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Thursday, August 30, 2007

The Fallacy of the Tax Protester

I've been reading the webpages and arguments of the various income tax protesters. The arguments come down to two main points. The first is "Income taxes are morally wrong". The second is "Income taxes are legally wrong."

However, most tax protesters miss out on the most important point. If you don't pay income taxes, the government will use force to take away your stuff or send you to jail. The government has far more resources than you. It has to make sure that anyone who doesn't follow its rules is punished. Even if you are morally or legally right, the government can still harass you, confiscate your stuff, imprison you, or waste your time.

As long as only a small number of people refuse to pay taxes at any given time, it is practical for the government to crack down on all of them.

Let's consider the first argument: "Income taxes are morally wrong." I agree with this argument. Unfortunately, its legal validity is zero. Income taxes are wrong because they effectively enslave people. With an income tax rate of 50%, that means that 50% of all economic activity is confiscated by the government. It's a huge disincentive to engaging in productive activity.

The income tax means that people cannot work without permission from the government. Everyone is a slave.

The income tax is immoral because it gives value to the dollar, which is intrinsically worthless. A dollar has no inherent value, except that the government demands I give it dollars in exchange for permission to conduct economic activity. The value of a dollar is thus proportional to the government's income tax collection ability. The value of a dollar is proportional to the government's spying capabilities. If there were no income tax, the dollar would have no value at all. People would switch to alternate monetary systems. Any reasonable system you can think of is better. The income tax is the reason none of them are used. Anyone who attempts to operate a private monetary system is shut down by the IRS.

The fundamental problem with income taxes is that all economic activity must be reported to the government. If two people want to make a private transaction, it should be none of the government's business. However, if the people have economic gain from the transaction, then the government claims that it is entitled to know about the activity and tax it. This creates a huge adversarial relationship between the government and its citizens.

Most of the time, taxes are collected in a manner that's transparent to the taxpayer. Payroll taxes are automatically deducted from your paycheck. The government even tends to overwithhold so people get a tax refund. This gives people the illusions that the government is giving them money when they get a refund, when in fact it is merely a partial return of stolen property. When you purchase something in a store, the sales tax is automatically added to the bill and paid by the store owner. Again, this makes the tax invisible to the average person. All corporate taxes are passed on to the average person in the form of higher prices.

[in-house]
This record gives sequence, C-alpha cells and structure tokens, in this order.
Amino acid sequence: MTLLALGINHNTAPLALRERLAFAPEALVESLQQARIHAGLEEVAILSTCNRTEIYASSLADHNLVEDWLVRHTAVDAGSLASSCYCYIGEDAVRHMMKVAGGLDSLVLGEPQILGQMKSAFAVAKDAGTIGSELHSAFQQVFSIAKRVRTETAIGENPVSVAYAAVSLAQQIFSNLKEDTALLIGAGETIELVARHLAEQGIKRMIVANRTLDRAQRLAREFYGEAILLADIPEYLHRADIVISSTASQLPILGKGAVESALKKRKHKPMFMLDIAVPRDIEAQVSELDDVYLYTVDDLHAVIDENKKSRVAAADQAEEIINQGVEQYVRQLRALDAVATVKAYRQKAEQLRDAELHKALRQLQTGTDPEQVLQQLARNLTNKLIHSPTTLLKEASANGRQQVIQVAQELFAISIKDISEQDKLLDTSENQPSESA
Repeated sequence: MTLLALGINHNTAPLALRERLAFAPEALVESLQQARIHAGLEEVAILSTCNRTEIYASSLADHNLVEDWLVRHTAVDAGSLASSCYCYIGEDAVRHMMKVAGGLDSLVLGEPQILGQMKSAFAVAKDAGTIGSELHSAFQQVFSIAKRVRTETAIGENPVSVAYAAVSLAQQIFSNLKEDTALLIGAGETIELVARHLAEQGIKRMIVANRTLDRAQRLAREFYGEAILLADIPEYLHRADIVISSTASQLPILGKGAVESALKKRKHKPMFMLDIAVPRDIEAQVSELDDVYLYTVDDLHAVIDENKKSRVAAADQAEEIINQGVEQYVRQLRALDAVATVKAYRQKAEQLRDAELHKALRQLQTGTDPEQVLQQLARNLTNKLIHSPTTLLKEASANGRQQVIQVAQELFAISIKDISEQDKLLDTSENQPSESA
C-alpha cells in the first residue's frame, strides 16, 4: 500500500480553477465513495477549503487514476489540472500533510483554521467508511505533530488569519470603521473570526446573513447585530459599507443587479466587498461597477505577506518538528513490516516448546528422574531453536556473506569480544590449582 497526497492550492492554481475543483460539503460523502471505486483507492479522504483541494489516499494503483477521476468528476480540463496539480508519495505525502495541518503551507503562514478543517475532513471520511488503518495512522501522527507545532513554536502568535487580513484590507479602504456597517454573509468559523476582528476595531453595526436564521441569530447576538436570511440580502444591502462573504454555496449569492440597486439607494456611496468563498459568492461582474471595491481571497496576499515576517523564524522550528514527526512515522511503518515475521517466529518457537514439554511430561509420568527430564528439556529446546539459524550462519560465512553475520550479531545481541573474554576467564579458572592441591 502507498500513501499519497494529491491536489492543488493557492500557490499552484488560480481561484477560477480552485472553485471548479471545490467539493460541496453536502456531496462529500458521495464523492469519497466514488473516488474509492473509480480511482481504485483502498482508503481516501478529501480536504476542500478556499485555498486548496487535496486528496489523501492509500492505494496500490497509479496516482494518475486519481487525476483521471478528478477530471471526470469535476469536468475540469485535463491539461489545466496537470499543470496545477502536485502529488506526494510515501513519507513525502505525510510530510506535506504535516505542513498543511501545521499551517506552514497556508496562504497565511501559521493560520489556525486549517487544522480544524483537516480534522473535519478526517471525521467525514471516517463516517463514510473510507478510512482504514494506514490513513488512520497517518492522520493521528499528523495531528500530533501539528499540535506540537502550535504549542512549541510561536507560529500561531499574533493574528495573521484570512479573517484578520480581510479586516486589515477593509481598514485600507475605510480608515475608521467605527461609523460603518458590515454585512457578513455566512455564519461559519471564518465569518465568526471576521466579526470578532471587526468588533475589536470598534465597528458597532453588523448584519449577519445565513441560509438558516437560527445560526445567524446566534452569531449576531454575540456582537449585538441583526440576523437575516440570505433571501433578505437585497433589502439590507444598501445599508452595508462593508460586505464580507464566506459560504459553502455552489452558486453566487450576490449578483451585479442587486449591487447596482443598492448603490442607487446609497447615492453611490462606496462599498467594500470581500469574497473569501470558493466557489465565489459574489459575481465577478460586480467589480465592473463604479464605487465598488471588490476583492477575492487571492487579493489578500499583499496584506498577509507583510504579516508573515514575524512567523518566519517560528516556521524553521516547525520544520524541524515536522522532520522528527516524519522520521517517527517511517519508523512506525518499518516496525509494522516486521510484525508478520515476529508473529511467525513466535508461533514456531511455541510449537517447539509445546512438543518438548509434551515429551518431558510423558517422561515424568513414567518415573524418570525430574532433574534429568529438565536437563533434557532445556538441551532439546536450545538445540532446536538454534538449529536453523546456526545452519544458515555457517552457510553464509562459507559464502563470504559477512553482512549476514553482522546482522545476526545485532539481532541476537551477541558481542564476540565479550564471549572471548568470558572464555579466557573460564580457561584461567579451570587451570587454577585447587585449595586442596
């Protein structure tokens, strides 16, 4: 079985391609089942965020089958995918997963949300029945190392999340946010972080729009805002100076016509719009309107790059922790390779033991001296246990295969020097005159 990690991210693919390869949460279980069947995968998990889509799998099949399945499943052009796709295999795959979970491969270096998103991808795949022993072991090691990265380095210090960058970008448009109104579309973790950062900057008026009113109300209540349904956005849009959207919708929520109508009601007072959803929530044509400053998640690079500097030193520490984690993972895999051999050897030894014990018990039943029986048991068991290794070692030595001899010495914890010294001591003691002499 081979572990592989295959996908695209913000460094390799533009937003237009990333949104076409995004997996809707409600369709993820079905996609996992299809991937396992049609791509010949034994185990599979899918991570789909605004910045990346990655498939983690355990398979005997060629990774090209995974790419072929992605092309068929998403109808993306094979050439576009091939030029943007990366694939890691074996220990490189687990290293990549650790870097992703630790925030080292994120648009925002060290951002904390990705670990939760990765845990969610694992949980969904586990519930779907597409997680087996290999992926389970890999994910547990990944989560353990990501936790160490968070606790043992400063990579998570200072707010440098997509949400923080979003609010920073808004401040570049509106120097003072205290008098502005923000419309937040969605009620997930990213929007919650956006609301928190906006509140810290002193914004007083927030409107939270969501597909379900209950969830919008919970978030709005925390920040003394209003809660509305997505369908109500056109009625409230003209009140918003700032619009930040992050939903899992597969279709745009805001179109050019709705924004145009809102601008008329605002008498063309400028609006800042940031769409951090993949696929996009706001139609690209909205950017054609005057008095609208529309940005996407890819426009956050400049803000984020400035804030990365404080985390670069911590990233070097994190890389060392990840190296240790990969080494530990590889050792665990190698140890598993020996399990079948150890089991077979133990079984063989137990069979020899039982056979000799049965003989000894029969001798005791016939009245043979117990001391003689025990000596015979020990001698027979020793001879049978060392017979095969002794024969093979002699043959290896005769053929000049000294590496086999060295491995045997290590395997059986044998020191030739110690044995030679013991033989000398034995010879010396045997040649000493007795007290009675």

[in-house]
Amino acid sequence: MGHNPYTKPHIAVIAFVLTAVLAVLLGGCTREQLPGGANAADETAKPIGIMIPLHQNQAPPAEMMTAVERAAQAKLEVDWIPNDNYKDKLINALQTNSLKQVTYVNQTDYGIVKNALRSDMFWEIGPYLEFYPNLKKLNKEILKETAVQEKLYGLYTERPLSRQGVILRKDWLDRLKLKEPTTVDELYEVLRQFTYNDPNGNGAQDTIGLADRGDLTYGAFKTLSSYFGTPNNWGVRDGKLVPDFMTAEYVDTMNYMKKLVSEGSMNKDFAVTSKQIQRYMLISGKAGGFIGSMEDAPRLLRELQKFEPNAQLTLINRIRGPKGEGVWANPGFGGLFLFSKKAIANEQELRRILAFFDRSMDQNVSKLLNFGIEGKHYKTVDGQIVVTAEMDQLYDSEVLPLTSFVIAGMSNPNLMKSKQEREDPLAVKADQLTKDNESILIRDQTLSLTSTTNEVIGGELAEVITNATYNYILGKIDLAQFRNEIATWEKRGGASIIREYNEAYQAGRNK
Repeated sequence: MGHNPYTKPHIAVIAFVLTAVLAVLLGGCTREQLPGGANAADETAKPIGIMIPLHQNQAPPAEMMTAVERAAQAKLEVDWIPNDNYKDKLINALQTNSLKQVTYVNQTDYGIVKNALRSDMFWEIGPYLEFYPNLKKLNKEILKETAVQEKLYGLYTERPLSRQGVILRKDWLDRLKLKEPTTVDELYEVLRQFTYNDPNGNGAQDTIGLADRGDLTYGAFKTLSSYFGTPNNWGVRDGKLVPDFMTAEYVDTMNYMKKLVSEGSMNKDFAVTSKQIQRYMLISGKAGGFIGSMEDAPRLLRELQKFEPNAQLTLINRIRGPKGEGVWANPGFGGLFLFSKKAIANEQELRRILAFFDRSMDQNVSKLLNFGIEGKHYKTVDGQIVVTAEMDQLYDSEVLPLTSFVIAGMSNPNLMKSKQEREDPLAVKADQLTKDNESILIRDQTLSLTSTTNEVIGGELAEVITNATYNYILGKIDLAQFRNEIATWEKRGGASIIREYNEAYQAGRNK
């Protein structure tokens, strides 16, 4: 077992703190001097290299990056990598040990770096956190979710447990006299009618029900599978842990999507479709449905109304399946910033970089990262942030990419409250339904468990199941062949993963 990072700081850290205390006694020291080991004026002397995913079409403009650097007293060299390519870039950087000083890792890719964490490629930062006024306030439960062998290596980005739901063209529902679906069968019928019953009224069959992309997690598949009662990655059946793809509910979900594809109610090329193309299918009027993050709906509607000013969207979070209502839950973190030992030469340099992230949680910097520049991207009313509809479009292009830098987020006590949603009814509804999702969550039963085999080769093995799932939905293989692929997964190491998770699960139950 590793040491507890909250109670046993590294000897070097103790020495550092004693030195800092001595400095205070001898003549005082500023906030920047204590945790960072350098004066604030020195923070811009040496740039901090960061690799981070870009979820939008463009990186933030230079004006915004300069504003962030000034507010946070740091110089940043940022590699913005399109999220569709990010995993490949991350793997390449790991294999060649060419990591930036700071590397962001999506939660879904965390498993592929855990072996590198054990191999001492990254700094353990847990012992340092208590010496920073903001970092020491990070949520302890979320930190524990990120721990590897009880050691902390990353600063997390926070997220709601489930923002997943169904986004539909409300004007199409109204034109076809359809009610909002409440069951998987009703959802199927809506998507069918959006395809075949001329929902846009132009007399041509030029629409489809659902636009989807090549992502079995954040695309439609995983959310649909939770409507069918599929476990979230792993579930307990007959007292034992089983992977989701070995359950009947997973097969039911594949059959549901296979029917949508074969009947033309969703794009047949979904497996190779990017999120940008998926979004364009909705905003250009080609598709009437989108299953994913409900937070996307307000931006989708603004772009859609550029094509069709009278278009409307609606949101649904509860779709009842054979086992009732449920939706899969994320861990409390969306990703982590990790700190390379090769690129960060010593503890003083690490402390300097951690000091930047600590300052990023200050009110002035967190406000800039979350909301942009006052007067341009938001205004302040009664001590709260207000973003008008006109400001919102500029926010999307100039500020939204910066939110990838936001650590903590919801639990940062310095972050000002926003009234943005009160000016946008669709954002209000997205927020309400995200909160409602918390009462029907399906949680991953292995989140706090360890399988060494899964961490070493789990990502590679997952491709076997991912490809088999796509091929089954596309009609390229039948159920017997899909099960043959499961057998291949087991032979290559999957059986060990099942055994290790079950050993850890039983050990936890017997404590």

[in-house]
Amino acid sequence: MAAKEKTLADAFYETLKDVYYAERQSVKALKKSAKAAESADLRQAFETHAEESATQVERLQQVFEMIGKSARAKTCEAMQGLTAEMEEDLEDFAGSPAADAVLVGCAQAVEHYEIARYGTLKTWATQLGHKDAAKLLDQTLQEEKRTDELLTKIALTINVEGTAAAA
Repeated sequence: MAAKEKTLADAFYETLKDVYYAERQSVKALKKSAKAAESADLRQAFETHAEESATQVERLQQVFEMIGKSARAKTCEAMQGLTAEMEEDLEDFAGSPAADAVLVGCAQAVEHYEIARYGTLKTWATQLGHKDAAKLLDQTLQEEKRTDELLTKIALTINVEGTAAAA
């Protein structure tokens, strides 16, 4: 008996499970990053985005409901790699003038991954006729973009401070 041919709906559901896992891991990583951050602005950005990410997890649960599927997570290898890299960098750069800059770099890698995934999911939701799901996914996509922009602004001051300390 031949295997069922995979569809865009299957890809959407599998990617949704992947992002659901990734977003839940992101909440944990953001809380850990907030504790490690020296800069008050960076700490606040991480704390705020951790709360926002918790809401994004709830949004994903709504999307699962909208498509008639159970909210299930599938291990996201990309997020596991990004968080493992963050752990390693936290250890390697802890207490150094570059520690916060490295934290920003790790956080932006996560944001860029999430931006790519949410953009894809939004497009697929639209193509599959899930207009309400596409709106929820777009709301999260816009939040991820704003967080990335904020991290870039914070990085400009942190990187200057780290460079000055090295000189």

What the tax protesters do is they say "Aha! I can arrange my financial activities in a manner so that I don't have to report them to the government." They can do this by performing barter transactions, although barter is tricky because it isn't commonly used. They can do this by various trusts or dealing primarily in cash. Eventually, though the government's spying apparatus, their activities are discovered and they are imprisoned or their assets are confiscated.

Then, the tax protester is forced to use the second argument. "The income tax is legally wrong." However, courts typically disallow tax protesters from making this argument in front of a jury. The courts kind of have a weird point. If some people were able to stop paying income taxes, the dollar would become worthless and the entire economic system would unravel. I think that such a fragile system deserves to unravel. Hopefully, it can be reformed in an orderly fashion.

There is another possibility. A large number of people could do substantial barter transactions and not report them for taxation. The government's power would be reduced by that amount of untaxed economic activity. As long as no dollars change hands and no records are kept, it would be very hard for the government to track the barter activity. This would weaken the government's power. At some point, the unreported economy might be bigger than the reported economy. At that point, the unreported economy could effectively hire security services to protect it from the government. That would be the end of the government, because then everyone would start seeking the protection of the private security organization instead of the government. A private police force is preferable to a government-mandated police force. In cases of suspected abuse, people would shop around for alternate vendors. This scenario is the hope of an agorist revolution.

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